Trekking the Tabletop Track, Northern Territory

By Warwick Sprawson 26 September 2012
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Cool pools and stunning, secluded campsites reward walkers on the NT’s Tabletop Track in Litchfield National Park.

IT’S 11AM AND ALREADY sunscreen and sweat form a sticky film across my winter-white skin.

Two days ago I was in Melbourne – heavy traffic, 10 degrees Celsius and drizzling rain.

Now it’s 30 degrees Celsius, and apart from my hiking partner, Yasmin, there’s not another person for miles around.

This is day one of our four-day, 38km circuit of the Tabletop Range, the sandstone plateau that is Litchfield National Park’s most distinctive feature.

Savanna woodland stretches across the plateau like an African landscape, dry stalks of spear grass giving it a coppery hue.

A rainbow bee-eater watches warily from a tree, its elegant tail divided into two long, colourful streamers.

We pass beneath a stand of woollybutt trees, their orange flowers strewn along the path.

It surprises me that this arid country has such a diversity of plants, and that so many of them are flowering.

Camping at Walker Creek, Litchfield NP

We follow the blue trail-markers through recently burnt woodland to our first camp, Walker Creek.

About half of the track was burnt at the end of the wet season, a vegetation-management technique started millennia ago by the local Aboriginal people and now continued by the Northern Territory Parks and Wildlife Service.
We find a campsite beside the creek. I can’t believe that we have such a beautiful site to ourselves: a crystal-clear swimming hole spilling its water over an orange sandstone ledge in a series of cascades.

We drop our packs and slide into the cool water, disturbing a metre-long Merten’s water monitor slumbering beside the creek. The cool water revives us, as do the small freshwater shrimp nibbling at our toes.

The abundance of water in this dry landscape, including the waterfalls, is from wet season rains being stored in huge underground fissures within the plateau, to be gradually released into springs and creeks during the Dry.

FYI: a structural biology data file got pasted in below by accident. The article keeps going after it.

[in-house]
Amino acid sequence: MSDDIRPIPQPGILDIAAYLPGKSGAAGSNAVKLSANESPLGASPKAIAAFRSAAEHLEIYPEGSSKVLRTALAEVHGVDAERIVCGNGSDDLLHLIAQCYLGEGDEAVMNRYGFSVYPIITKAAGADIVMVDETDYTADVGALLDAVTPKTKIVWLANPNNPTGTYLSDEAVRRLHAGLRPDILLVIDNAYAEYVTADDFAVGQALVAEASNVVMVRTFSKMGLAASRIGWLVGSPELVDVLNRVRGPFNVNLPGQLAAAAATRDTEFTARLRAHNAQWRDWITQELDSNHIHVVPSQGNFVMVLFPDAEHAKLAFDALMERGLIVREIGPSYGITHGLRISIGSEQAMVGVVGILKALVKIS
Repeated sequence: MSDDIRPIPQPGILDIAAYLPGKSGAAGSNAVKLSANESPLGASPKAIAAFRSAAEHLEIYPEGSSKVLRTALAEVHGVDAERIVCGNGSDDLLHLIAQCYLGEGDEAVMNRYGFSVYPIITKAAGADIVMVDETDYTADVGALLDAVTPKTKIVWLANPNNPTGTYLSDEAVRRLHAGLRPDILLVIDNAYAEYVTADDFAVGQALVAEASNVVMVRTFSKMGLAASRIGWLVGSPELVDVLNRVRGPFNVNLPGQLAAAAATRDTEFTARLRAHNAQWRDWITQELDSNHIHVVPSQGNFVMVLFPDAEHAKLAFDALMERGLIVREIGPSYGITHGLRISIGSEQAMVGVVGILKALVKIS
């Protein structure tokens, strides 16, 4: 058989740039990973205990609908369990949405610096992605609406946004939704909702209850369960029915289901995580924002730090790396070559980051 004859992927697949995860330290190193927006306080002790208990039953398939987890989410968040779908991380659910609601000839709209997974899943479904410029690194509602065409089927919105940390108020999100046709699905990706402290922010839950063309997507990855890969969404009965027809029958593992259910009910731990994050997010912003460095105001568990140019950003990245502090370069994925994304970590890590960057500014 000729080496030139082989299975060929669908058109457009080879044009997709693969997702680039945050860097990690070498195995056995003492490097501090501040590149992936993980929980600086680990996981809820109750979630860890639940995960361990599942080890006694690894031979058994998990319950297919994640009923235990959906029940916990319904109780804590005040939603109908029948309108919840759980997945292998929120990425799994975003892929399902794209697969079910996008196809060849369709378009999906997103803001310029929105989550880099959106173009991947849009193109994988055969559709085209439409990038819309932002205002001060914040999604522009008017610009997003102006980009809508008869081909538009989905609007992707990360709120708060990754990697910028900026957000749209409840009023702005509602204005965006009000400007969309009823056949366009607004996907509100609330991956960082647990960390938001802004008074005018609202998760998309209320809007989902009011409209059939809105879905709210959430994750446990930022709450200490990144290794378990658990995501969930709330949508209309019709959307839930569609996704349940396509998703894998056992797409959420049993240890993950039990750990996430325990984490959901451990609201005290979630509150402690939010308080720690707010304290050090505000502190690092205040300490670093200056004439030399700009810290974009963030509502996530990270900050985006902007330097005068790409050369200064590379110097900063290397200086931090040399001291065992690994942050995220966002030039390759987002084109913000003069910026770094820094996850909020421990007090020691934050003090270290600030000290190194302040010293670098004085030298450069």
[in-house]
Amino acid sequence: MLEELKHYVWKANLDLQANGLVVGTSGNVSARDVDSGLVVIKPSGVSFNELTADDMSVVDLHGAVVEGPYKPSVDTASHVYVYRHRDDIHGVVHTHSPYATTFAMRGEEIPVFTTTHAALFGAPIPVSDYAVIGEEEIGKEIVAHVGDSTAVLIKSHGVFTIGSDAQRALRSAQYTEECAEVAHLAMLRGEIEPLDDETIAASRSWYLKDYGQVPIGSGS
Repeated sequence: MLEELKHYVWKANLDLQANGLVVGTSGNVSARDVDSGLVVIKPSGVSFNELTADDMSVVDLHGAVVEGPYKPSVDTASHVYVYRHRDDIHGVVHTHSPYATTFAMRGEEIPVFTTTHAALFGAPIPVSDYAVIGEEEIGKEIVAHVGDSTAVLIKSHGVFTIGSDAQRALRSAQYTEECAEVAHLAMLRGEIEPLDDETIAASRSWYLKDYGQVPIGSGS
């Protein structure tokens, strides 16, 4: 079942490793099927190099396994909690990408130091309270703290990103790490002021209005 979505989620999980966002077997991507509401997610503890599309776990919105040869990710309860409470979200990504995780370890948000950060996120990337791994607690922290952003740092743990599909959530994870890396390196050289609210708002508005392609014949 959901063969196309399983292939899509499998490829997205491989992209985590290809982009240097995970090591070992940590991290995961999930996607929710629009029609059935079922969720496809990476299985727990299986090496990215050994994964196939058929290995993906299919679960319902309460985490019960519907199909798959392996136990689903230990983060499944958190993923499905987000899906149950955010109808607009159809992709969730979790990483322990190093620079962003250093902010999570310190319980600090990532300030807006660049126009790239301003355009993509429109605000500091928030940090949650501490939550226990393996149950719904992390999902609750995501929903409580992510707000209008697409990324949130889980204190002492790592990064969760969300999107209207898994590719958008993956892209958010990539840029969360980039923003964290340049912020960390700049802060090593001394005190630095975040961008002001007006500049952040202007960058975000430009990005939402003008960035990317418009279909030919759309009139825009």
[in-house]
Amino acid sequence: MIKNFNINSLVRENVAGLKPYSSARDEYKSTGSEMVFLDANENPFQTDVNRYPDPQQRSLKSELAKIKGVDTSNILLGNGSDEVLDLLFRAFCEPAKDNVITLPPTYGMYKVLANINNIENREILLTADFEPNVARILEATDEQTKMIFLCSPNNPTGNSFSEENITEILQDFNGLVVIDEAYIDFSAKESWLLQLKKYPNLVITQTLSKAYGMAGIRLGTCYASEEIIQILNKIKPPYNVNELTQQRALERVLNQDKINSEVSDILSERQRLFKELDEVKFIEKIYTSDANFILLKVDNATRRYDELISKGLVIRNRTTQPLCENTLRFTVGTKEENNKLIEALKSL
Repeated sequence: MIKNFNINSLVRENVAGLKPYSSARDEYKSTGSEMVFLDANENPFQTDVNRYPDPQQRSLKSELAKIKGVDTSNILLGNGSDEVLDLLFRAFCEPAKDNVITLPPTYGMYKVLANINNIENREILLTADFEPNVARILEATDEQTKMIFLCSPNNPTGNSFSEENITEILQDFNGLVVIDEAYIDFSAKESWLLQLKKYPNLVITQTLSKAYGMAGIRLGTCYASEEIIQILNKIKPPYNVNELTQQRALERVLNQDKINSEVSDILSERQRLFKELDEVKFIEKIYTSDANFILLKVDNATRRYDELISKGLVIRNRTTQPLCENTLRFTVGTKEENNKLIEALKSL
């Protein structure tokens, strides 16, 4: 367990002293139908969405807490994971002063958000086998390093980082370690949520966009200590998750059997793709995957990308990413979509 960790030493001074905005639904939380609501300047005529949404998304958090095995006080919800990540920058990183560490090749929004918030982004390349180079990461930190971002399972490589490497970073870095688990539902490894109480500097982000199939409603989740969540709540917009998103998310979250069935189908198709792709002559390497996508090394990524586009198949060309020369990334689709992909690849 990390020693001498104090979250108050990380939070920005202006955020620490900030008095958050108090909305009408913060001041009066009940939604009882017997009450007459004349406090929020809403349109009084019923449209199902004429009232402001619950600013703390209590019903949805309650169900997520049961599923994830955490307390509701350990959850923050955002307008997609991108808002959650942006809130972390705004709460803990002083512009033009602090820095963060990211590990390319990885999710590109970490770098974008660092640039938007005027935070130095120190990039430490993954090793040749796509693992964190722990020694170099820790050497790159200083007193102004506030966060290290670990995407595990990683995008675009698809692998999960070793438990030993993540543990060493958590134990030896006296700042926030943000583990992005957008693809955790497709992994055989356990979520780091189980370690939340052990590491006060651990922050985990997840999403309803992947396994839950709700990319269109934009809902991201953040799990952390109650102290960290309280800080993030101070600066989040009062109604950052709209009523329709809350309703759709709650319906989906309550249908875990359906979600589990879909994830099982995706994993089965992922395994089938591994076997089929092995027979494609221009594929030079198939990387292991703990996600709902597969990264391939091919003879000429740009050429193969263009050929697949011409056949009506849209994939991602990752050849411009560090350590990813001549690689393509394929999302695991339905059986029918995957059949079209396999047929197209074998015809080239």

Setting up the tent is a slightly disconcerting experience for a Victorian: there is no chance of rain, so there is no need for a fly. The stars are as bright and sharp as I have ever seen, and the burble of the creek quickly lulls me to sleep.

Tjenya Falls, Litchfield NP

Back at the junction with the Tabletop Track the next morning, we head south-west towards Tjenya Falls. We take a break at a copse of fern-leaf grevilleas, covered with large orange flowers like bristly hairbrushes.

We mimic the lorikeets and suck sweet honey-like nectar from the flowers. The liquid is night-cool and deliciously refreshing, the pollen staining our cheesy grins.

The track crosses grassy woodland before descending along a rocky escarpment to reach a dry creekbed.

The width of the creek gives an indication of the amount of rain that falls here in the wet season (more than 400mm in January, the wettest month), although today is – as every day seems to be in July – low 30s and sunny.

The burnt woodland is dotted with brown termite mounds like tombstones. We reach a viewpoint at the edge of the plateau, the shadows of clouds the only disturbance in the vast forested plain beneath us.

Tjenya Falls campsite is nearby: a table, a fire pit and pit toilet. The falls are 50m from camp, a narrow rivulet dropping down a sandstone cliff into a series of deep rock pools. We share today’s swim with tiny bronze-coloured frogs and electric-blue damselflies.

Eating dinner, seated on rocks at the edge of the plateau, the sunset doesn’t disappoint, throwing neon streamers across the sky before finally extinguishing itself beneath the plain.

Tabletop Track, NT: Wangi Falls

At Wangi Falls two plumes of water tumble down a dark rock cliff, the first narrow and graceful, the second wider, throwing out great arcs of spray.

The swimming hole at its base is the size of an Olympic pool, and so clear that we can see the fish that circle in its depths. Unfortunately the pool is closed due to saltwater crocodiles.

The crocs move into the area during the wet season and depart when the water drops during in the Dry. We climb back to the Tabletop Track, happy to leave the crocs and holiday crowds behind: the escarpment acts as an effective barrier to both.

Back on the Tabletop, the heat and the difficulty finding the route has sapped our energy, and the last kilometre to the campsite seems to take an eternity. But it’s definitely worth the effort.

This nameless campsite is arguably the most beautiful yet: a flat area beside the upper Wangi Creek where a series of rock platforms creates a chain of small waterfalls linked by shallow pools.

On our last day on the track, we follow the creek, with bronze-coloured dragonflies circling ahead and velvety, orange kurrajong flowers dotting the forest.

The morning sun plays on the water where lily pads hold delicate white flowers towards the sun.

It is hard to believe that we have finished the circuit, that this is the same place we set out from only four days ago. Back then, this landscape felt so different it was almost foreign.

But now we have walked through it, slept on it, seen its creatures and been covered in its dust. As we descend from the plateau towards the falls, even the temperature seems just right.